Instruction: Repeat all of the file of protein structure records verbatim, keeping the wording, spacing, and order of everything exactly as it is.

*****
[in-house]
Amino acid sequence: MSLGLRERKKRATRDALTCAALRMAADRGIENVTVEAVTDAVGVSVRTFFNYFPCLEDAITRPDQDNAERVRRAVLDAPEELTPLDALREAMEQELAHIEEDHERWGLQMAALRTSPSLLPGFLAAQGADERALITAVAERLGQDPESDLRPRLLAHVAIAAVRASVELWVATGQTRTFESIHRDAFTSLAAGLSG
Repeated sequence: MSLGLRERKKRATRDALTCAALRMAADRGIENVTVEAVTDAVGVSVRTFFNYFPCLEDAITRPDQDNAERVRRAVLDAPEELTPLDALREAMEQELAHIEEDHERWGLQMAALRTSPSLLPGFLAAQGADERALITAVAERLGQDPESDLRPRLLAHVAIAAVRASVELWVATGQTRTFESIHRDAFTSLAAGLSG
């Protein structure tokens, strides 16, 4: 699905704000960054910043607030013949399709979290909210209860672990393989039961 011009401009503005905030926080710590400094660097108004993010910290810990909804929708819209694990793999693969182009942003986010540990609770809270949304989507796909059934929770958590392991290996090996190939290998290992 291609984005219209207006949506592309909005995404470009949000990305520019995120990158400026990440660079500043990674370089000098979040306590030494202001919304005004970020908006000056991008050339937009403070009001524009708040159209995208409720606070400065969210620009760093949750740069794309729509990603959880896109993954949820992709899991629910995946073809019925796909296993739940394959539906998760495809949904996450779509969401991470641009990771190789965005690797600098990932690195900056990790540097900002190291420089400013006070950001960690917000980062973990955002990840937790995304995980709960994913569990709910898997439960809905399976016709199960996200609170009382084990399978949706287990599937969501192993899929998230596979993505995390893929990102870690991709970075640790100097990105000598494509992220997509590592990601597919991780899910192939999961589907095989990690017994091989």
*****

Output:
[in-house]
Amino acid sequence: MSLGLRERKKRATRDALTCAALRMAADRGIENVTVEAVTDAVGVSVRTFFNYFPCLEDAITRPDQDNAERVRRAVLDAPEELTPLDALREAMEQELAHIEEDHERWGLQMAALRTSPSLLPGFLAAQGADERALITAVAERLGQDPESDLRPRLLAHVAIAAVRASVELWVATGQTRTFESIHRDAFTSLAAGLSG
Repeated sequence: MSLGLRERKKRATRDALTCAALRMAADRGIENVTVEAVTDAVGVSVRTFFNYFPCLEDAITRPDQDNAERVRRAVLDAPEELTPLDALREAMEQELAHIEEDHERWGLQMAALRTSPSLLPGFLAAQGADERALITAVAERLGQDPESDLRPRLLAHVAIAAVRASVELWVATGQTRTFESIHRDAFTSLAAGLSG
């Protein structure tokens, strides 16, 4: 699905704000960054910043607030013949399709979290909210209860672990393989039961 011009401009503005905030926080710590400094660097108004993010910290810990909804929708819209694990793999693969182009942003986010540990609770809270949304989507796909059934929770958590392991290996090996190939290998290992 291609984005219209207006949506592309909005995404470009949000990305520019995120990158400026990440660079500043990674370089000098979040306590030494202001919304005004970020908006000056991008050339937009403070009001524009708040159209995208409720606070400065969210620009760093949750740069794309729509990603959880896109993954949820992709899991629910995946073809019925796909296993739940394959539906998760495809949904996450779509969401991470641009990771190789965005690797600098990932690195900056990790540097900002190291420089400013006070950001960690917000980062973990955002990840937790995304995980709960994913569990709910898997439960809905399976016709199960996200609170009382084990399978949706287990599937969501192993899929998230596979993505995390893929990102870690991709970075640790100097990105000598494509992220997509590592990601597919991780899910192939999961589907095989990690017994091989």